A mysterious giant spherical rock was discovered in a Bosnian forest.
Archaeologist Semir Osmanagic says it could be the oldest man-made stone sphere in the world.
"I've been researching prehistoric stone ball phenomenon for 15 years," he wrote in March. "By the mid of March 2016, it became obvious that the most massive stone ball in Europe has been discovered. Name of the location is village Podubravlje."
It has a radius of between 4 and 5 feet, with an “extremely high” iron count.
Osmanagic theorizes the stone points to an advanced lost civilization dating back around 1,500 years:
First, it would be another proof that Southern Europe, Balkan and Bosnia in particular, were home for advanced civilizations from distant past and we have no written records about them.
Secondly, they had high technology, different than ours.
Finally, they knew the power of geometrical shapes, because the sphere is one of the most powerful shapes, along with pyramidal and conical shapes. No wonder, that pyramids and tumulus phenomena can be found in Bosnia.
A lecturer at the University of Manchester School of Earth, Atmospheric and Environmental Sciences told the Daily Mail the spherical stone may be a result of the geological process of concretion.
The phenomena occurs when rock is shaped by spheroidal weathering from precipitation of natural mineral cement within the gaps between sediment grains. This frequently results in a spherical shape, similar to the Koutu boulders in New Zealand, according to Phys.org.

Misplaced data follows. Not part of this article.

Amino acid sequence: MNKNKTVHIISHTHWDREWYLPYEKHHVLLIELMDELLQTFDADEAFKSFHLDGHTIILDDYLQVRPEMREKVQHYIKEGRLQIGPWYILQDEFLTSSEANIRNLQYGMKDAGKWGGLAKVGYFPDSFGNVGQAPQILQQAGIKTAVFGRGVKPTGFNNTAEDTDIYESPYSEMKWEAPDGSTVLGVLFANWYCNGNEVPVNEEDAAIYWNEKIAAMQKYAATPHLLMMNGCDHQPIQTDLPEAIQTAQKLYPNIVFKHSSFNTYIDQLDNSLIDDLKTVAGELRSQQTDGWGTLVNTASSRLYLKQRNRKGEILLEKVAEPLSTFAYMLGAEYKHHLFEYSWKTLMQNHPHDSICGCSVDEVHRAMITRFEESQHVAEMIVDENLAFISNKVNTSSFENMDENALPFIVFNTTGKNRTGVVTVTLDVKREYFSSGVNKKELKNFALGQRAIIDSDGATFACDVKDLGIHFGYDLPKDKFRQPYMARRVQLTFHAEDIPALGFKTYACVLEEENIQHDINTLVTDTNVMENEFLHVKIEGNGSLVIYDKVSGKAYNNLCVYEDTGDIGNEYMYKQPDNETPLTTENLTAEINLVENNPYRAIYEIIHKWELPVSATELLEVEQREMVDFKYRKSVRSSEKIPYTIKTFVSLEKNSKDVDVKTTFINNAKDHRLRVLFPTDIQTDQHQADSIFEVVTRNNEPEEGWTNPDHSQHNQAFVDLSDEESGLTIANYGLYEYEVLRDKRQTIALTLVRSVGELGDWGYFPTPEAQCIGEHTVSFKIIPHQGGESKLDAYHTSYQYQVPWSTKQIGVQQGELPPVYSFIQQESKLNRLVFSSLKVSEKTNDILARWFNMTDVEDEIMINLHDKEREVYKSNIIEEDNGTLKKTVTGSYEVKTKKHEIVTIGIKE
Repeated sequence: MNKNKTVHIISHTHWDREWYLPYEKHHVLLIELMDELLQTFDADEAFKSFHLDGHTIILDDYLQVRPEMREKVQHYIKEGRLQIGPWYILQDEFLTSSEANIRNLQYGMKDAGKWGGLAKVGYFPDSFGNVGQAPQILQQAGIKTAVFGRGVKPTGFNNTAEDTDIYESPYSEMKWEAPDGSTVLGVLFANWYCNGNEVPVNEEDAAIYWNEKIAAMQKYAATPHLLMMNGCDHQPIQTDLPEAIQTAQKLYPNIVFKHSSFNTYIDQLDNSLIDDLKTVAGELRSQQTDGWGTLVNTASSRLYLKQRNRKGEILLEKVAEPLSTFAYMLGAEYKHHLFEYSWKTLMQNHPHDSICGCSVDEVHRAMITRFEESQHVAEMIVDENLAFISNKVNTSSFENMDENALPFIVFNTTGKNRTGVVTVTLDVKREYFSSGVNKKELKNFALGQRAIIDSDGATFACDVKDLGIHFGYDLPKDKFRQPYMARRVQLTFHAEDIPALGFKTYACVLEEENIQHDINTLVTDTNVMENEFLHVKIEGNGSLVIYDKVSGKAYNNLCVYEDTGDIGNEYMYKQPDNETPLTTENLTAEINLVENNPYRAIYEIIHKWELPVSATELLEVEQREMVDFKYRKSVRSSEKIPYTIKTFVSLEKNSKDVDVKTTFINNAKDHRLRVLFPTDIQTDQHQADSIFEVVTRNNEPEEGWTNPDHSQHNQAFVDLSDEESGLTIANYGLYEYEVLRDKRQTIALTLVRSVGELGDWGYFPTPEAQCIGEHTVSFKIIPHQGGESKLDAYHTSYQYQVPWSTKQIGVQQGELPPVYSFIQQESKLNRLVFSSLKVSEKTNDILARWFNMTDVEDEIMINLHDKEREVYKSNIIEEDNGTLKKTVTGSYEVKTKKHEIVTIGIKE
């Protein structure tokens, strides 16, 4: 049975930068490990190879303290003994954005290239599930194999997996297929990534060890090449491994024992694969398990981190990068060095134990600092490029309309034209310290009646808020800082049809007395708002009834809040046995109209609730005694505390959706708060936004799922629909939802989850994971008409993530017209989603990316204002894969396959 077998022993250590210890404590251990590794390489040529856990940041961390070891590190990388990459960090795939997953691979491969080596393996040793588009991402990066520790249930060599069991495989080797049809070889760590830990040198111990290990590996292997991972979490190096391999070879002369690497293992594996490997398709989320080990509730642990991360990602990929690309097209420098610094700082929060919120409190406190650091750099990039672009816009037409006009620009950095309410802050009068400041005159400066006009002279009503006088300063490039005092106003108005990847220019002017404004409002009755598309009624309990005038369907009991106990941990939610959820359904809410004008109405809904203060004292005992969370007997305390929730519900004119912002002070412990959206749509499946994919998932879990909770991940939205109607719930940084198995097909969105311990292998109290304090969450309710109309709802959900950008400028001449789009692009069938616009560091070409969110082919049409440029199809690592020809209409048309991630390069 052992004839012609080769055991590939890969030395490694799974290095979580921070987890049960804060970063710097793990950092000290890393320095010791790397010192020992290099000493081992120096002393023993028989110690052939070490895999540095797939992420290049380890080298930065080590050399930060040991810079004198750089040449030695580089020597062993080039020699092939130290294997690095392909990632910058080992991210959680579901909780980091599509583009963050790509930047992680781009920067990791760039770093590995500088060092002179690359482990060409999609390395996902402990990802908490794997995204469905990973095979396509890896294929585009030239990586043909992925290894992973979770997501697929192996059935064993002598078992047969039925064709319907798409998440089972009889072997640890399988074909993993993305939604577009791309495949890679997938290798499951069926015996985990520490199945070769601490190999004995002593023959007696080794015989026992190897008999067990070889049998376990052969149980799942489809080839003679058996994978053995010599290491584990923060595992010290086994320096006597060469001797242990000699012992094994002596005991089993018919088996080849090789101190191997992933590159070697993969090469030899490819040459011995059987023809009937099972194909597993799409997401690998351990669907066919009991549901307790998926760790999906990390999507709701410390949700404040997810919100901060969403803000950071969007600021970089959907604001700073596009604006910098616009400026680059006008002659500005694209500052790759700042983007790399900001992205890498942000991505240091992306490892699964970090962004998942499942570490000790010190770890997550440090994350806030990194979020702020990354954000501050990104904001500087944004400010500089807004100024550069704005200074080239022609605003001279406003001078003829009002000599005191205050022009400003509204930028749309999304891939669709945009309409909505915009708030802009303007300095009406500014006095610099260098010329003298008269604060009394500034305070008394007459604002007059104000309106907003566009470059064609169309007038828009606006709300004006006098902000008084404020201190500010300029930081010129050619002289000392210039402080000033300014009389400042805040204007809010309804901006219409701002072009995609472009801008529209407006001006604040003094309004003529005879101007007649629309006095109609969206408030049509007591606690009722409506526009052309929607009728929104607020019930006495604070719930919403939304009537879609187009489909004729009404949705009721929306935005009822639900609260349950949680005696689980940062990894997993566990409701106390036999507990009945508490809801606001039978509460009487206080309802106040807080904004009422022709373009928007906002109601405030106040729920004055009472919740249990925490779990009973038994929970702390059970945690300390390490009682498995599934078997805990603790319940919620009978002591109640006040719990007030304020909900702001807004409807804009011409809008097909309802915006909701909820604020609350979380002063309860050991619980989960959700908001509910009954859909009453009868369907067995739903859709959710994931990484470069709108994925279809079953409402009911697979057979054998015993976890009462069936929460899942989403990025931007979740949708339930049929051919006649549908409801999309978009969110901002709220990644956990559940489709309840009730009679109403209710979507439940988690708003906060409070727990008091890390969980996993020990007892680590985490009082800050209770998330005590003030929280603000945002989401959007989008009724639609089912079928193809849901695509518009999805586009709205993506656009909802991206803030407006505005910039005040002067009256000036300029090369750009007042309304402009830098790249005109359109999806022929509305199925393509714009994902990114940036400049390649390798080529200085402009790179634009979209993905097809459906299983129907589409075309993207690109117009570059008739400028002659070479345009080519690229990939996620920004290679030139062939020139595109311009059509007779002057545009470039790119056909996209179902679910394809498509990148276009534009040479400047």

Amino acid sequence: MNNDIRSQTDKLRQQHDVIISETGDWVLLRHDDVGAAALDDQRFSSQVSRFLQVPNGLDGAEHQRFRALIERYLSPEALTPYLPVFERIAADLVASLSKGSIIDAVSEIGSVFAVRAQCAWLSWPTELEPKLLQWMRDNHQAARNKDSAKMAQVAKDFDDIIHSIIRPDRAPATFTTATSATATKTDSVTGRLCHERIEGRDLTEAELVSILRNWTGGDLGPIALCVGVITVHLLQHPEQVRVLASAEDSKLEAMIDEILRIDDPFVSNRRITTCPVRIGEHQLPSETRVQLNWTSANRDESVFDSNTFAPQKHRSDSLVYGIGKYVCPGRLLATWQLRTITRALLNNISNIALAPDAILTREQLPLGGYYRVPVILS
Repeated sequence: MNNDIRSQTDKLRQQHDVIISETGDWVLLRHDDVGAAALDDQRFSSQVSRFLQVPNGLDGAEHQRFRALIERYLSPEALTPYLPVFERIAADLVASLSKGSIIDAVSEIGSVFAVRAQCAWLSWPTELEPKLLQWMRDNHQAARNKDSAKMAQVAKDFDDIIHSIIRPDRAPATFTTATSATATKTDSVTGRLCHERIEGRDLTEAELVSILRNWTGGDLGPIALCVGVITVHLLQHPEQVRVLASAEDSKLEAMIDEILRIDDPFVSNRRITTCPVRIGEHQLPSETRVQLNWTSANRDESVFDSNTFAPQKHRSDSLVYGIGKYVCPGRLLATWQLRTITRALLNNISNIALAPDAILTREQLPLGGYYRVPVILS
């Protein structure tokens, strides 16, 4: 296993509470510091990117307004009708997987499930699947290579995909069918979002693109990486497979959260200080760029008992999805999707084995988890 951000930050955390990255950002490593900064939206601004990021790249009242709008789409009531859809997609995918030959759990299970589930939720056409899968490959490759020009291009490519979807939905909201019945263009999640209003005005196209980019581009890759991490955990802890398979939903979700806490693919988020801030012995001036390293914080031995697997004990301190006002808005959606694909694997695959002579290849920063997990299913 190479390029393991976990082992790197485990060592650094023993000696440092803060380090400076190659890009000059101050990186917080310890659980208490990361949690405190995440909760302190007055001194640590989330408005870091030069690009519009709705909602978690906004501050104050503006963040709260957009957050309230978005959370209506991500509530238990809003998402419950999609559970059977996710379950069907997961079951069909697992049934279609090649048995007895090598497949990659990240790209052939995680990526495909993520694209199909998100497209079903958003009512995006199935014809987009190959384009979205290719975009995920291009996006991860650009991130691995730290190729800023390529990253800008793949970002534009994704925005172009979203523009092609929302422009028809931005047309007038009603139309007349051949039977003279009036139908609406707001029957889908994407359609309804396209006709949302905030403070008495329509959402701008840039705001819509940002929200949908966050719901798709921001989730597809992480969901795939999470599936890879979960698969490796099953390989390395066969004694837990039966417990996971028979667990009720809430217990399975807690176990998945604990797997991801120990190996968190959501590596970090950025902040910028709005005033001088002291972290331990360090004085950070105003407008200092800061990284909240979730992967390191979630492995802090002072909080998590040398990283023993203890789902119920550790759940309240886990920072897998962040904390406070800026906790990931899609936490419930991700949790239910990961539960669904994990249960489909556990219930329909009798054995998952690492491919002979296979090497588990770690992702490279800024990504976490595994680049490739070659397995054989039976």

Osmanagic is known as “the Bosnian Indiana Jones” and gained publicity in 2005 when he claimed a group of hills in Bosnia’s Visoko Valley were actually ancient pyramids connected by a network of underground tunnels.
Although some mocked his claims, the Bosnian government believed him enough to fund an excavation.
“We were told the world was laughing at us ... but there is no government in the world that should stay quiet on things which are positive,” said Bosnian Prime Minister Nedzad Brankovic at the time.
President of the European Association of Archaelogists Anthony Harding called the excavation was “a total absurdity,” according to The Telegraph.
“There is some genuine archaeology on the hill and I’m told it’s medieval, possibly Bronze Age or Roman. But the speculation that there could be a 12,000-year-old structure beneath is complete fantasy and anyone with basic knowledge of archaeology or history should recognize that,” said Harding.